Beyond disintermediation

I don’t think of Uber as a force that dis-intermediates—as we olds used to say—transportation, but one that creates value for itself, its drivers, and its users, by developing a new layer that integrates them all with maximum utility. A very talented developer once told me that the secret to a world-beating service like Dropbox was to make something very, very complicated seem devastatingly simple. To me, uberizing meant trapping a series of innovative processes—phone-enabled geo-location, payments and driver management and distribution—into an app-accessible service.

That’s good framing. It’s not (just) removing a middleman, it’s better overall UX. One might even say “design.”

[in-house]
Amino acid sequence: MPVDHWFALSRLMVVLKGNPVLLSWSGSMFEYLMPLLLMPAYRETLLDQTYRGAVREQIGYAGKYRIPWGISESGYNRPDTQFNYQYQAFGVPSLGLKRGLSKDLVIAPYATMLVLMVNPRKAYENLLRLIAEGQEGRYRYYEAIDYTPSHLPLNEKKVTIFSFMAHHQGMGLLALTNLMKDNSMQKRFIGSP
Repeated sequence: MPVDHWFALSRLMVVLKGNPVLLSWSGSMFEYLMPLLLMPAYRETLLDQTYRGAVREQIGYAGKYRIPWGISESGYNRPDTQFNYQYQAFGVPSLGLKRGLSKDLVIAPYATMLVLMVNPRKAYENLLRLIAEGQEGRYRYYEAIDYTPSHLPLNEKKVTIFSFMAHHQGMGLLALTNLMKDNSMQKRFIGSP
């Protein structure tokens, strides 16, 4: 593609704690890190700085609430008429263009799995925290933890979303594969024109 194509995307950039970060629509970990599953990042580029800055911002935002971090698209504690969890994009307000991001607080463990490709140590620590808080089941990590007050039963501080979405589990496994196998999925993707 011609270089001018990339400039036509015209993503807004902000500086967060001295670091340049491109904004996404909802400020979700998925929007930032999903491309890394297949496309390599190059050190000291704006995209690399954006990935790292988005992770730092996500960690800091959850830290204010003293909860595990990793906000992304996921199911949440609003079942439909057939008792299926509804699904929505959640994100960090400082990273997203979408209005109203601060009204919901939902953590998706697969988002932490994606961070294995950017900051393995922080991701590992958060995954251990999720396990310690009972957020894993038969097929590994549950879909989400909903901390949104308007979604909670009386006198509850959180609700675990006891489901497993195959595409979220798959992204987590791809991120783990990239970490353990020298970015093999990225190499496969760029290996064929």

Beyond disintermediation

Consumers aren’t rational

But IT business buyers are, he says, and don’t know how make speeds and feeds (the basis of their buying behavior, plus price) account for UX:

The business buyer, famously, does not care about the user experience. They are not the user, and so items that change how a product feels or that eliminate small annoyances simply don’t make it into their rational decision making process.

Consumers aren’t rational